Last week we mentioned that there would be more to the story of SVB and Signature Bank. Frankly, this story has so dominated the news that it is very difficult to avoid even as we think about a very broad set of asset classes. A few days into this crisis we can’t help but feel a touch unsettled by what we’ve seen. The government clearly bailed out depositors. They said they didn’t, but they did. The fact that other banks foot the bill just means that fees will be passed through to depositors later. It’s a gross mischaracterization of what happened for the Biden Administration to suggest that this wasn’t a bailout.
As we look at the rest of the regional bank group, we pose the question; what happens when investors start to look at the funding that underlies other banks’ balance sheets? The always difficult to interpret Accumulated Other Comprehensive Income accounts on most banks’ balance sheets turned negative last year and some have turned massively so. Depositors will notice eventually and then we wonder how they will feel about the backing of their deposits. Furthermore, how many deposits can be guaranteed by insurance programs that are “not a bailout”? It would be great if just once we would enforce the rules as they’re laid out so that the spirit of laws like Dodd Frank can actually be upheld and market participants would be more careful about the risks that they take.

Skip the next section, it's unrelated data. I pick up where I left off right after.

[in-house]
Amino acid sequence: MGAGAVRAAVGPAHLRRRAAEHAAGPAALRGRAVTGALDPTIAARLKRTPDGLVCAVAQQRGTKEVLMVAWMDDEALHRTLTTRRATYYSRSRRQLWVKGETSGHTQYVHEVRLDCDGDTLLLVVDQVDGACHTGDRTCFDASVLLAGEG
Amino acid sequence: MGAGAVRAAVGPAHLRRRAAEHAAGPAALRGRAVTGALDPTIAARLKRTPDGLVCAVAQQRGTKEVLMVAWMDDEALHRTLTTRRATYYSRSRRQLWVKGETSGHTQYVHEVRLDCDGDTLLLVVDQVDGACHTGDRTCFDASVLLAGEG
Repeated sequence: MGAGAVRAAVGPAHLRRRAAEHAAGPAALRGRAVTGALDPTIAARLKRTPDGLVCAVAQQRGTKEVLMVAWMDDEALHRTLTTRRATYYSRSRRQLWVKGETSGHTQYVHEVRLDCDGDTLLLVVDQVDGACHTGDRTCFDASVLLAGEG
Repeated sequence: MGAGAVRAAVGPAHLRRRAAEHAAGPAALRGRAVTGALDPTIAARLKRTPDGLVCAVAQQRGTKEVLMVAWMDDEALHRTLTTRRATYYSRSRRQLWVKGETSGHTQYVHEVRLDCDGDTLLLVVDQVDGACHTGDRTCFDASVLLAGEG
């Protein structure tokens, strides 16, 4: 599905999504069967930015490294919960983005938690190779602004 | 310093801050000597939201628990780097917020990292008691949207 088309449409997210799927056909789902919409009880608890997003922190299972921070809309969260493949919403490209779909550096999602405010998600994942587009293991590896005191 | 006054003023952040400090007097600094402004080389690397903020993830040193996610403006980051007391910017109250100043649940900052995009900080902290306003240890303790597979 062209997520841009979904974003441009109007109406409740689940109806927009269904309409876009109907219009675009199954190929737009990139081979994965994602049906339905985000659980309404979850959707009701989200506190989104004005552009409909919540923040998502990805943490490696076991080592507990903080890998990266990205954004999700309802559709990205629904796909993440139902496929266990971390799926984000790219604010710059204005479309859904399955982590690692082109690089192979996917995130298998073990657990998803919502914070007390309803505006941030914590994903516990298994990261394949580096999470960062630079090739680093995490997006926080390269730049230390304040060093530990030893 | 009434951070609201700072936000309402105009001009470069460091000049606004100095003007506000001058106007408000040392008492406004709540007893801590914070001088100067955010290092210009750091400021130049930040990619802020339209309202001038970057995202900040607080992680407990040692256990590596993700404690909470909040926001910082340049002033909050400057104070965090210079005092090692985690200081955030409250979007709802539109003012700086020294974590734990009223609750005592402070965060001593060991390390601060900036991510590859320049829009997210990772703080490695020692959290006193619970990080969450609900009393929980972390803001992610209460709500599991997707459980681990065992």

That said, we got more than one text from former Lehman Brothers bankers this week who were experiencing some level of schadenfreude watching Barney Frank’s company fail.
Sources: Pitchbook, Trepp, Wall Street Journal, cnbc